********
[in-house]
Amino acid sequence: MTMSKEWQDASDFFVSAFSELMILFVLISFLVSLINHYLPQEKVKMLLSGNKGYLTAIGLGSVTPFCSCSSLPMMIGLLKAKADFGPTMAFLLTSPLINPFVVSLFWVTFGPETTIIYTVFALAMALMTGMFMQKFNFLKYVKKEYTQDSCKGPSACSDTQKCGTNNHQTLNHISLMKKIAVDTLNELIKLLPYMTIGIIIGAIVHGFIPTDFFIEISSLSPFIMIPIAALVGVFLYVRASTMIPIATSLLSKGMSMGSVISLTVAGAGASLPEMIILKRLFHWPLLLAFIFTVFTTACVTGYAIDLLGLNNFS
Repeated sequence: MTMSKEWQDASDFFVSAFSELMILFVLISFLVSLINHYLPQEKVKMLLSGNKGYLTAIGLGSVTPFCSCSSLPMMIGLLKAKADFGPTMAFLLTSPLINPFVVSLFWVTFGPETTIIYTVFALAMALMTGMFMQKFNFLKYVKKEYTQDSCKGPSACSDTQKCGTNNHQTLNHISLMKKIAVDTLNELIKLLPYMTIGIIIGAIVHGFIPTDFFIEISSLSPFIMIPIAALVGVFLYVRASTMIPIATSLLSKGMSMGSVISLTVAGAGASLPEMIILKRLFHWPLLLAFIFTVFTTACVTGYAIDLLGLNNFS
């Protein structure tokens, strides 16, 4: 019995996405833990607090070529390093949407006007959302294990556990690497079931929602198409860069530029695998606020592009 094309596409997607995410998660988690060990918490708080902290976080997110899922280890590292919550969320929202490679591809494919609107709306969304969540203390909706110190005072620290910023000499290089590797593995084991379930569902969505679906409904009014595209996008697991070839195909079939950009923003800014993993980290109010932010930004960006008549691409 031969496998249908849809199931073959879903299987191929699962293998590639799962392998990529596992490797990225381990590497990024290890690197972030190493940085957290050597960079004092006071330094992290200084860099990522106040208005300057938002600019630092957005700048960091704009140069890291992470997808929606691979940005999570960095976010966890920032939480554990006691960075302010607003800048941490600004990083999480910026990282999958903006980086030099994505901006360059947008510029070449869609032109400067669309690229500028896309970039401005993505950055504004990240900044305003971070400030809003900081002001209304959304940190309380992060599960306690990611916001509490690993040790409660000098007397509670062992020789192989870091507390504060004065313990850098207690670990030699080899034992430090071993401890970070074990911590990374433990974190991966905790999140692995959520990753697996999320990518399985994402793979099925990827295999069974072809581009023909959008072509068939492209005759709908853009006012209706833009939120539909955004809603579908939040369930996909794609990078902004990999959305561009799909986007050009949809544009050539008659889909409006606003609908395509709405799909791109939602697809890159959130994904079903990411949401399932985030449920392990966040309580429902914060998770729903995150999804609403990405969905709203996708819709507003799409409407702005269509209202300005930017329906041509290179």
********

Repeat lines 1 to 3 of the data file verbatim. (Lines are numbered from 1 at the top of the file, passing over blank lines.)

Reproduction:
[in-house]
Amino acid sequence: MTMSKEWQDASDFFVSAFSELMILFVLISFLVSLINHYLPQEKVKMLLSGNKGYLTAIGLGSVTPFCSCSSLPMMIGLLKAKADFGPTMAFLLTSPLINPFVVSLFWVTFGPETTIIYTVFALAMALMTGMFMQKFNFLKYVKKEYTQDSCKGPSACSDTQKCGTNNHQTLNHISLMKKIAVDTLNELIKLLPYMTIGIIIGAIVHGFIPTDFFIEISSLSPFIMIPIAALVGVFLYVRASTMIPIATSLLSKGMSMGSVISLTVAGAGASLPEMIILKRLFHWPLLLAFIFTVFTTACVTGYAIDLLGLNNFS
Repeated sequence: MTMSKEWQDASDFFVSAFSELMILFVLISFLVSLINHYLPQEKVKMLLSGNKGYLTAIGLGSVTPFCSCSSLPMMIGLLKAKADFGPTMAFLLTSPLINPFVVSLFWVTFGPETTIIYTVFALAMALMTGMFMQKFNFLKYVKKEYTQDSCKGPSACSDTQKCGTNNHQTLNHISLMKKIAVDTLNELIKLLPYMTIGIIIGAIVHGFIPTDFFIEISSLSPFIMIPIAALVGVFLYVRASTMIPIATSLLSKGMSMGSVISLTVAGAGASLPEMIILKRLFHWPLLLAFIFTVFTTACVTGYAIDLLGLNNFS